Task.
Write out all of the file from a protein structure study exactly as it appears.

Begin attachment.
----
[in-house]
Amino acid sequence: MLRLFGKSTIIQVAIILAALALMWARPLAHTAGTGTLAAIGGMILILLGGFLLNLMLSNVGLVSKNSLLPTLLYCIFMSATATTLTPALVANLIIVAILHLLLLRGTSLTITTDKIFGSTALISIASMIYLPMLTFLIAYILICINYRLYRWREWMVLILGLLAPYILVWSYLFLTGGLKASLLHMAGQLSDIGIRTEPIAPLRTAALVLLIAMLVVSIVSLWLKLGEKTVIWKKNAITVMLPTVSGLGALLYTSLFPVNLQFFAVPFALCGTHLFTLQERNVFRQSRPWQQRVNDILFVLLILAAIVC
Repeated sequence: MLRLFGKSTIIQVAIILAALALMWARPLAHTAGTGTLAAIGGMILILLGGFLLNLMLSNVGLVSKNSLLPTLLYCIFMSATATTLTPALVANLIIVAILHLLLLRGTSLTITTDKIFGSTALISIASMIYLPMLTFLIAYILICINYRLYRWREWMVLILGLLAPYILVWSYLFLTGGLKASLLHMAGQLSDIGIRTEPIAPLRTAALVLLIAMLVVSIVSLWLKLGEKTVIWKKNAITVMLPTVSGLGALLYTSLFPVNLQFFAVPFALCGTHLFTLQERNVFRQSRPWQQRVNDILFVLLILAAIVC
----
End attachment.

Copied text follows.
[in-house]
Amino acid sequence: MLRLFGKSTIIQVAIILAALALMWARPLAHTAGTGTLAAIGGMILILLGGFLLNLMLSNVGLVSKNSLLPTLLYCIFMSATATTLTPALVANLIIVAILHLLLLRGTSLTITTDKIFGSTALISIASMIYLPMLTFLIAYILICINYRLYRWREWMVLILGLLAPYILVWSYLFLTGGLKASLLHMAGQLSDIGIRTEPIAPLRTAALVLLIAMLVVSIVSLWLKLGEKTVIWKKNAITVMLPTVSGLGALLYTSLFPVNLQFFAVPFALCGTHLFTLQERNVFRQSRPWQQRVNDILFVLLILAAIVC
Repeated sequence: MLRLFGKSTIIQVAIILAALALMWARPLAHTAGTGTLAAIGGMILILLGGFLLNLMLSNVGLVSKNSLLPTLLYCIFMSATATTLTPALVANLIIVAILHLLLLRGTSLTITTDKIFGSTALISIASMIYLPMLTFLIAYILICINYRLYRWREWMVLILGLLAPYILVWSYLFLTGGLKASLLHMAGQLSDIGIRTEPIAPLRTAALVLLIAMLVVSIVSLWLKLGEKTVIWKKNAITVMLPTVSGLGALLYTSLFPVNLQFFAVPFALCGTHLFTLQERNVFRQSRPWQQRVNDILFVLLILAAIVC